With a puff of black smoke from the Sistine Chapel chimney on Tuesday afternoon, the Roman Catholic Church's College of Cardinals signaled they haven't decided on the new pope on the first day of the papal conclave.
The smoke appeared at 2:41 p.m. U.S. Eastern time.
The church's 115 cardinals will meet again Wednesday morning to vote again on the new pope. A cardinal needs at least 77 votes to become pope. There will be up to four votes per day until a pope is elected.
Depending on when the winning vote is taken, white smoke will arise from the Sistine Chapel at 5:30 a.m. (10:30 a.m. in Italy), 7 a.m. (noon in Italy), 12:30 p.m. (5:30 p.m. in Italy) or 2 p.m. (7 p.m. in Italy). If no pope was elected, black smoke will arise from the chapel's chimney at 7 a.m. (noon in italy) and 2 p.m. (7 p.m. in Italy). All times are estimates based prior papal elections and predictions from the Vatican. Actual times can vary.
The new pope has to accept the position before white smoke is released. If smoke is released at night as it was on Tuesday, the Sistine Chapel chimney will be lit up so onlookers can see the smoke.
If there's no election by Friday, cardinals will pause on Saturday for a day of reflection and prayer. The voting would continue in that pattern (three days of voting with a one-day break) until the 34th voting round. Then there would be a runoff between the top two candidates.
When a pope is chosen and white smoke rises from the chapel, the bells of St. Peter's Basilica will ring, as they did in 2005 when Pope Emeritus Benedict XVI was elected. It took about 40 minutes between the white smoke and official announcement when Benedict became pope.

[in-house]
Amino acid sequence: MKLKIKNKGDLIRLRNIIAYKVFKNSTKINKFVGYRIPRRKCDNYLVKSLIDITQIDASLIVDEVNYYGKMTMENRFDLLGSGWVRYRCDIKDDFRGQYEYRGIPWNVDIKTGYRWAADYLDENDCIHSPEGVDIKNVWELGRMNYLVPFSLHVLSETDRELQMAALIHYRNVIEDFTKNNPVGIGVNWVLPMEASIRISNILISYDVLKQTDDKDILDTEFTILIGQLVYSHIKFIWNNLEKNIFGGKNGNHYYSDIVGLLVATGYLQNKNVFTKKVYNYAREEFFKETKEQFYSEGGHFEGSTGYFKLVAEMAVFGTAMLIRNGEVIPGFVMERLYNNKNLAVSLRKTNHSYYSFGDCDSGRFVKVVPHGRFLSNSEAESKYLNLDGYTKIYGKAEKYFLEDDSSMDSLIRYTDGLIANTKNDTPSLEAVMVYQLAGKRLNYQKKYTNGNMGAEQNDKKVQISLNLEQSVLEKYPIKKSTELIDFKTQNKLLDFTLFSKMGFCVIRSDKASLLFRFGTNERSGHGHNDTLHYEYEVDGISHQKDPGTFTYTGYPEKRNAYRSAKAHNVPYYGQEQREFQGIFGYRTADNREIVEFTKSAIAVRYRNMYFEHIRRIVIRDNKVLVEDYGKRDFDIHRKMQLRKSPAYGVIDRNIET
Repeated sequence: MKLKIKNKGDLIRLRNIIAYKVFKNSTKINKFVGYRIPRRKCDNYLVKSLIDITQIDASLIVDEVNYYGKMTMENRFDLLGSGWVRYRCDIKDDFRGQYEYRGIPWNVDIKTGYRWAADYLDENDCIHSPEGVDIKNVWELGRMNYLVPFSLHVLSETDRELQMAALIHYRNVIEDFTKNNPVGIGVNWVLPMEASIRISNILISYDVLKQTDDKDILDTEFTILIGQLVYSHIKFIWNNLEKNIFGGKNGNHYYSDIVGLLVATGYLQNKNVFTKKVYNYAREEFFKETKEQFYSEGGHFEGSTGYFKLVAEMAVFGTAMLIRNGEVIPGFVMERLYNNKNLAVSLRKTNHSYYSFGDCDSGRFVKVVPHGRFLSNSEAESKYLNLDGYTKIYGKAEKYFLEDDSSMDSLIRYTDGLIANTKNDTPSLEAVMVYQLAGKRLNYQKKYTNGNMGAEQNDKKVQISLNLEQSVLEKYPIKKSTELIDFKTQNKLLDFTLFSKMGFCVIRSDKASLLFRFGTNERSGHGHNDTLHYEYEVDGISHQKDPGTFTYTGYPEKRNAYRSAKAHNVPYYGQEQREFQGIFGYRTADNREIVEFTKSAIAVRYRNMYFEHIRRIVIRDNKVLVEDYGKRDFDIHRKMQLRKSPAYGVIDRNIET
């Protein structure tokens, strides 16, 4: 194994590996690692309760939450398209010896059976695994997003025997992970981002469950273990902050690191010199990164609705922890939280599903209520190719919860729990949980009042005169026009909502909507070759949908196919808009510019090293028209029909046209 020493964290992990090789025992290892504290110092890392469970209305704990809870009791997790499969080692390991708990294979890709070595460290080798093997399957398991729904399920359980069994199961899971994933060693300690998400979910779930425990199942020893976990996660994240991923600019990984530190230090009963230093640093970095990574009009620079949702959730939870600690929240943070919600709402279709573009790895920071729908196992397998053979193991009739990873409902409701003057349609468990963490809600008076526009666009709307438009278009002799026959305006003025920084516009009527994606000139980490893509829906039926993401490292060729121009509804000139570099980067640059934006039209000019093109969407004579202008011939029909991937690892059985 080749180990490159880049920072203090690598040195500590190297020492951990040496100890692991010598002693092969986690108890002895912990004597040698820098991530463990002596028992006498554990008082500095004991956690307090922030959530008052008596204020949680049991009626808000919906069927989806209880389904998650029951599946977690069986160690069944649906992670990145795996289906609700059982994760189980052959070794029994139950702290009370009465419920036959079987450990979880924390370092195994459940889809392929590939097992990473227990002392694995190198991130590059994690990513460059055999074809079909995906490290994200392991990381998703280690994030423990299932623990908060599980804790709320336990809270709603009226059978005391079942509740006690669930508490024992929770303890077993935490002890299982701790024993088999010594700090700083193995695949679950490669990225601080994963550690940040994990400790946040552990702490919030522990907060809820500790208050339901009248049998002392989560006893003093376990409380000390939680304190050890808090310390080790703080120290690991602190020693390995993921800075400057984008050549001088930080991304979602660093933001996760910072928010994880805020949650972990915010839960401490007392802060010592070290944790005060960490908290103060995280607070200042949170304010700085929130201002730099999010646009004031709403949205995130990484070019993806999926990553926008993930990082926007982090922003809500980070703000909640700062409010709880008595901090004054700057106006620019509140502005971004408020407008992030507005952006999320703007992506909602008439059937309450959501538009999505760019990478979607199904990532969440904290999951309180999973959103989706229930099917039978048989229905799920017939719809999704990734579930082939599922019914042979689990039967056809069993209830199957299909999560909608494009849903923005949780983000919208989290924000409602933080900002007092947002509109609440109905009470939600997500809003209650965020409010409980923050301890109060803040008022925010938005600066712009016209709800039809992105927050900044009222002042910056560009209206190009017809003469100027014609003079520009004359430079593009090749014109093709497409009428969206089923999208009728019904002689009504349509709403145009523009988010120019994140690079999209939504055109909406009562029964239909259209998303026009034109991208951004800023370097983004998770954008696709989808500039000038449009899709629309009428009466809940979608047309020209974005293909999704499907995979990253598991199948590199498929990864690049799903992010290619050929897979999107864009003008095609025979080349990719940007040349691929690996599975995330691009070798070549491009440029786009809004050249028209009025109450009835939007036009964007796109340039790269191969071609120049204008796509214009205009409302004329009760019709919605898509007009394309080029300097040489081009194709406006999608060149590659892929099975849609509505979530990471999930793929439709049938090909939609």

This year, it will be French Cardinal Jean-Louis Tauran, the senior cardinal deacon, who will stand on the balcony of St. Peter's Basilica to shout "Habemus Papam!" ("We have a new pope!"). He'll present the new pope, who will be in white papal cassocks (three sizes are kept on reserve) and give his first blessing as pope.
BEFORE YOU GO
How to vote
Vote-by-mail ballot request deadline: Varies by state
For the Nov 3 election: States are making it easier for citizens to vote absentee by mail this year due to the coronavirus. Each state has its own rules for mail-in absentee voting. Visit your state election office website to find out if you can vote by mail.Get more informationTrack ballot status
In-person early voting dates: Varies by state
Sometimes circumstances make it hard or impossible for you to vote on Election Day. But your state may let you vote during a designated early voting period. You don't need an excuse to vote early. Visit your state election office website to find out whether they offer early voting.My Election Office
General Election: Nov 3, 2020
Polling hours on Election Day: Varies by state/localityMy Polling Place